8. New England Patriots – JC Latham, OT, Alabama

The Pats have a lot of holes to fill on their roster currently. They need help on the interior defensive line, which made Jer-Zhan Newton an interesting selection here, but would it surprise anyone to see Bill go for another Alabama player in JC Latham? This move helps the tackle position and fills an obvious need for on the line, especially in keeping Mac Jones upright. The only concern here is that he’s clearly outside the “top two” in Alt and Fashanu.

9. Washington Commanders – Quinn Ewers, QB, Texas

I really like Quinn Ewers, but to land in the first round, he has work to do. An up-and-down season last year following a clavicle/shoulder injury, Ewers was spectacular in limited time against Alabama in week two, and his tape is littered with high-end throws. Ewers was an elite high-school recruit, one of the few to ever have a perfect 247 rating.

Quinn Ewers production against Alabama prior to his injury from Game on Paper.

He will be surrounded by talent at Texas and will have Steve Sarkisian to guide the ship. Mocking him here is a risk, but there’s a reason he was highly regarded less than two years ago.

10. Los Angeles Rams – Kool-Aid McKinstry, CB, Alabama

The Rams need a lot of help across the board, with Les Sneed with the “f— them picks” attitude of the last 7-8 years, but they get a supremely talented player in McKinstry. After trading away stalwart Jalen Ramsey, McKinstry can step in and operate as a shutdown corner almost immediately. The First Team All-SEC corner is the best player at the position in his class. In my estimation, McKinstry is possibly a top-five talent, and was second in forced incompletions in 2022 (18),  and getting him here would represent phenomenal value for the Rams.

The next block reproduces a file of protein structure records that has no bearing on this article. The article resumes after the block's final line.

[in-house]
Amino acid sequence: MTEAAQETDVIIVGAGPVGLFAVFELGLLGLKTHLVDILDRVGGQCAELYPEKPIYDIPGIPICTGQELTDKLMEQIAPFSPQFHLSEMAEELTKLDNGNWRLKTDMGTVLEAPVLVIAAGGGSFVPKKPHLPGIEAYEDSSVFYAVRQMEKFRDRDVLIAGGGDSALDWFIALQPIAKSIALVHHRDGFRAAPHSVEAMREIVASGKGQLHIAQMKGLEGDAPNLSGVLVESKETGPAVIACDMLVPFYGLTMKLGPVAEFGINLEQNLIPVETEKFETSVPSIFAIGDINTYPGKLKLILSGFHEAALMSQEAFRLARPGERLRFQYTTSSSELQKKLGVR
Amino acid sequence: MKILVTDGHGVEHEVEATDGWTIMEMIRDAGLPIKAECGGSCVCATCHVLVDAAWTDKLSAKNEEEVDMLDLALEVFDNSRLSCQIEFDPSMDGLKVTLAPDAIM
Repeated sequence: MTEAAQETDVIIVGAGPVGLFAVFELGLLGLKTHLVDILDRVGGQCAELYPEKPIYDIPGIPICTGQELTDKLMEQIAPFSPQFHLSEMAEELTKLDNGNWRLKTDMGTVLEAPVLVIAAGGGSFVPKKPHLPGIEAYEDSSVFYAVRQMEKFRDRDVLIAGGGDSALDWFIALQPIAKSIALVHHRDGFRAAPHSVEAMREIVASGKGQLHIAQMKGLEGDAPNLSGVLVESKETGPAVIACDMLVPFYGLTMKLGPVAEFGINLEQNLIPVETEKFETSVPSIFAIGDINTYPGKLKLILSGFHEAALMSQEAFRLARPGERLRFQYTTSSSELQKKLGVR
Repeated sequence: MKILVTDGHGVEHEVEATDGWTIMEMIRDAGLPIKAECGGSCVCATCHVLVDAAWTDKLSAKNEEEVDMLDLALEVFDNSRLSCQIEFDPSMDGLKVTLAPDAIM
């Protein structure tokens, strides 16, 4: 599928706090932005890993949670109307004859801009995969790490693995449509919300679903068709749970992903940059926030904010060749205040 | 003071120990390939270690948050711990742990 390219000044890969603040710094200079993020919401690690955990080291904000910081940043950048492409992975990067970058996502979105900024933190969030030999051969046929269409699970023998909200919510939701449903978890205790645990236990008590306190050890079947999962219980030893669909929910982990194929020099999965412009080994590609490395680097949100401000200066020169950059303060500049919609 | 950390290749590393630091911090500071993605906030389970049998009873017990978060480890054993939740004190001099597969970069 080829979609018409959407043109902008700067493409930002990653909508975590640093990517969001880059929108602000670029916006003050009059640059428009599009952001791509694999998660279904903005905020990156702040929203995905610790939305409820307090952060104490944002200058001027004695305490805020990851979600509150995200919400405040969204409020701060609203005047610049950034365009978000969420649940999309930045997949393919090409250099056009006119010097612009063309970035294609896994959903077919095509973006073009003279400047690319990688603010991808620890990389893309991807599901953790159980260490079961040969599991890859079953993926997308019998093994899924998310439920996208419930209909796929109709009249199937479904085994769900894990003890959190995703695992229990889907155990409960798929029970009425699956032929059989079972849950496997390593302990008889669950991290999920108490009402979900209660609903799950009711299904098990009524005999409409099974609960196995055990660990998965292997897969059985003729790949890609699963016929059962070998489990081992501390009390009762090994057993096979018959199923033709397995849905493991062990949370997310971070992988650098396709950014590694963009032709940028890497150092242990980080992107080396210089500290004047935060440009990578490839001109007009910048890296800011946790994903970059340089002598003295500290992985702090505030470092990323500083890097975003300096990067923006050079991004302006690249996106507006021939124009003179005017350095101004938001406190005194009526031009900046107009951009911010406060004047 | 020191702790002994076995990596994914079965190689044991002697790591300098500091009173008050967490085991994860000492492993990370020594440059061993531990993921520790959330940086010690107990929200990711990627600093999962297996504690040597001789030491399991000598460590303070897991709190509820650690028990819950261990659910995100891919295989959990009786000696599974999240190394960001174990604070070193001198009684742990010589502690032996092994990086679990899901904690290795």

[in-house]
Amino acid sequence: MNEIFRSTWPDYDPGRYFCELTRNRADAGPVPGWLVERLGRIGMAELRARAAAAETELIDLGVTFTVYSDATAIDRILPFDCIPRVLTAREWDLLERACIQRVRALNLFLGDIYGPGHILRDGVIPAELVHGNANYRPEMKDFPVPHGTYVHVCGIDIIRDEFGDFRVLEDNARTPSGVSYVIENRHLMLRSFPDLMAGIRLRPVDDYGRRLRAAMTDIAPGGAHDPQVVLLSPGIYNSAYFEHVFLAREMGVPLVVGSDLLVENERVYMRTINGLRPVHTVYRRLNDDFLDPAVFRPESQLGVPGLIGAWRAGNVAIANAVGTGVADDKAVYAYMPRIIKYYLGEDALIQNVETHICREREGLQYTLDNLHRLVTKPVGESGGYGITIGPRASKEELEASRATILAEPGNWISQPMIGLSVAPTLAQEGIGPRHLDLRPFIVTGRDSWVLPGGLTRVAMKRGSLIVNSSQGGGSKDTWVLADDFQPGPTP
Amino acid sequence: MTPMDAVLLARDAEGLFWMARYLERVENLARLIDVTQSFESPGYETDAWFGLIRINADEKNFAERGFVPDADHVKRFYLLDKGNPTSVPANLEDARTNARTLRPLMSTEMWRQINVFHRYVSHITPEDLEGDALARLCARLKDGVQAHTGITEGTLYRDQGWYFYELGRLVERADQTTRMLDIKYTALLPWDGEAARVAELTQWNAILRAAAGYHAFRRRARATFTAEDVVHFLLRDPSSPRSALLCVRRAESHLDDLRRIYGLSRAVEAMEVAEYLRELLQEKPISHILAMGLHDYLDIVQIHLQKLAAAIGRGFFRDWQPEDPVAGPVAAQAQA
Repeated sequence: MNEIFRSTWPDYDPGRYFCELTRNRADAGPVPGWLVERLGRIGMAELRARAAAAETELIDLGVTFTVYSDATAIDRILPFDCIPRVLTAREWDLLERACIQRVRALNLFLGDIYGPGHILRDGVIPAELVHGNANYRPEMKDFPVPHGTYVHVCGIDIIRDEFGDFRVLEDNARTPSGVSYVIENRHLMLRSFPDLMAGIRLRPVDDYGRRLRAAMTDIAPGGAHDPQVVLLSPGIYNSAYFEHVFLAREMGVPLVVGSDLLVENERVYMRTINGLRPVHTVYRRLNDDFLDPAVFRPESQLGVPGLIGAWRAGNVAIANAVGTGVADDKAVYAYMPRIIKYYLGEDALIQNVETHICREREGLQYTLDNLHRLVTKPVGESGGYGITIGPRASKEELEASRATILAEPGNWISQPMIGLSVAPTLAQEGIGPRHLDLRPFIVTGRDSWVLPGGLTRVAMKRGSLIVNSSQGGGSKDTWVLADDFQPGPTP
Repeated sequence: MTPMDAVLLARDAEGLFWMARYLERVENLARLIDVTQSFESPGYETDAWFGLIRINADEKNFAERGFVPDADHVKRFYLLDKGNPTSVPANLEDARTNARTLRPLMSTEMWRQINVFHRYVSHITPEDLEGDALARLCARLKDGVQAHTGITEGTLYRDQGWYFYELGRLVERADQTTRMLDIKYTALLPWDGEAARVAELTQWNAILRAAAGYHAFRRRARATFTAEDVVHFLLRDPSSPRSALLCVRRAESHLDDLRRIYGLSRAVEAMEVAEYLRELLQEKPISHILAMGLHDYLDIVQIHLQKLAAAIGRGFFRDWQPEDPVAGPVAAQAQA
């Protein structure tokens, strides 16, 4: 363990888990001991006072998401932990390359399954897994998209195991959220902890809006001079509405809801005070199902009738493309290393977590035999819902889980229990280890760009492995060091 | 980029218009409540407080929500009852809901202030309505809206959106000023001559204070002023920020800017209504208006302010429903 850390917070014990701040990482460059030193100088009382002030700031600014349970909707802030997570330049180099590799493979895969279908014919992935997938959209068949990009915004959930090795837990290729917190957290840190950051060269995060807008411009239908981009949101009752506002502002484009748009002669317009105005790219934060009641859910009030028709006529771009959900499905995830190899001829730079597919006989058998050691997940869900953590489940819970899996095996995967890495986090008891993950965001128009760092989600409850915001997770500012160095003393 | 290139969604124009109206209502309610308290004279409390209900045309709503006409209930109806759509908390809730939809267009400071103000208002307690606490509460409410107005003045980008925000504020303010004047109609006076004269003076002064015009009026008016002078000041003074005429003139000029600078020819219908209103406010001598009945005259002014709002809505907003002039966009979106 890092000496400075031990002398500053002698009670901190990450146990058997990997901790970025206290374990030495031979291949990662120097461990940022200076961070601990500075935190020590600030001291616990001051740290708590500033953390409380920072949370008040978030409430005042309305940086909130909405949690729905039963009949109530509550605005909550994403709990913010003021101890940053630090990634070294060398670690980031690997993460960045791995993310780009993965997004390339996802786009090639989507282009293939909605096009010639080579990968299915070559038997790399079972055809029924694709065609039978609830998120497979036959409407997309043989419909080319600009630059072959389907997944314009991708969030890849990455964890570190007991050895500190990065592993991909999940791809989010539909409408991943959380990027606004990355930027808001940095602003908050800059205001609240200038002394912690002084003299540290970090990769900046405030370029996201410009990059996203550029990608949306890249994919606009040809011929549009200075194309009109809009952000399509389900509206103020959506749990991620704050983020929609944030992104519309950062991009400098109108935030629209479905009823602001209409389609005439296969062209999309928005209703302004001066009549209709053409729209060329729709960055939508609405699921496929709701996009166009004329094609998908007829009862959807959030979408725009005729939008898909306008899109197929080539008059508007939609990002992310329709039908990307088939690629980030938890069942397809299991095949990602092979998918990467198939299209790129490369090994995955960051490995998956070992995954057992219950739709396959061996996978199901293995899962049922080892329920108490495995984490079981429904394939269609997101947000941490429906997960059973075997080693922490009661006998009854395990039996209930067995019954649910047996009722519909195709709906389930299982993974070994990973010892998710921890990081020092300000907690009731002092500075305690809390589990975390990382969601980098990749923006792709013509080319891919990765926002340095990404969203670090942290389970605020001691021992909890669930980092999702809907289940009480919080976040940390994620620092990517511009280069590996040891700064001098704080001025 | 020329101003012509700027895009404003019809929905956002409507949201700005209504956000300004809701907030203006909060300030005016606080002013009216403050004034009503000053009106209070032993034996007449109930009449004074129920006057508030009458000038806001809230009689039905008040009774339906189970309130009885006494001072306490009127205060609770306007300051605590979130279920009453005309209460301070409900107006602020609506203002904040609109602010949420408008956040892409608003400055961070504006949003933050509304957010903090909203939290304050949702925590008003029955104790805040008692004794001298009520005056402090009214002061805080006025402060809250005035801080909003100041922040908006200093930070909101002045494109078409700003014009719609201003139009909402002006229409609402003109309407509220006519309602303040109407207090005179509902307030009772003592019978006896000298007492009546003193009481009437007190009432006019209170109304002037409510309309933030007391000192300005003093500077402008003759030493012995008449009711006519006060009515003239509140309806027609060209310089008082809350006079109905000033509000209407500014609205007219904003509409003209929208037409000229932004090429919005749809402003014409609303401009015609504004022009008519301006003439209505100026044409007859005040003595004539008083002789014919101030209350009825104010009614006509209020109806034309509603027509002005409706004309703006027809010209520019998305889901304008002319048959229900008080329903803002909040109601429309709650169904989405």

11. Green Bay Packers – Emeka Egbuka, WR, Ohio State 

I love Emeka Egbuka and think he would’ve been the top receiver in the 2023 draft. He’s an exceptional talent at the position but is overshadowed by uber-prospect Marvin Harrison Jr. on the same team. This isn’t like the Packers, who have gone 21 straight drafts without selecting a WR or TE round one. Egbuka fits the prototypical mold of the “new age” NFL WR at 6’1” and 190 lbs. and has elite YAC ability with versatility. He has the potential to be a true primary option in any offense. 

12. Chicago Bears – Kalen King, CB, Penn State

The Bears grabbed an explosive EDGE rusher with the Panthers’ pick and go back to defense with Kalen King. I expect this to be a very popular mocked pick in the next few months but for good reason. The Bears need a playmaker at corner, and King is the premier shutdown option in this draft. One-on-one, he’s almost unbeatable. He ranked first in the nation with an 18.3 passer rating allowed in single coverage per PFF. He was the better of the two (Joey Porter Jr.) Penn State corners last year and could make a case to be a locked-in top-ten selection come next April.

13. Pittsburgh Steelers – Jer’Zhan Newton, DL, Illinois

Steelers filled a huge need in the 2023 draft with the selection of Broderick Jones, and while it’s tempting to double up at tackle here, it’s probably more of a luxury pick than one that could be an impact player. I think my favorite option here is going with Jer’Zhan Newton to build out the defensive line. The Illinois prospect is another player who could go even higher come draft time but is a disruptive force inside.

As shown in the clip above, Newton is a player who can get after the quarterback, evidenced by his 59 pressures, a number that led the Power 5 in 2022. He’s one of the most versatile players at the position in the class and brings high-end bend and overall athleticism.

14. Minnesota Vikings – Maason Smith, DL, LSU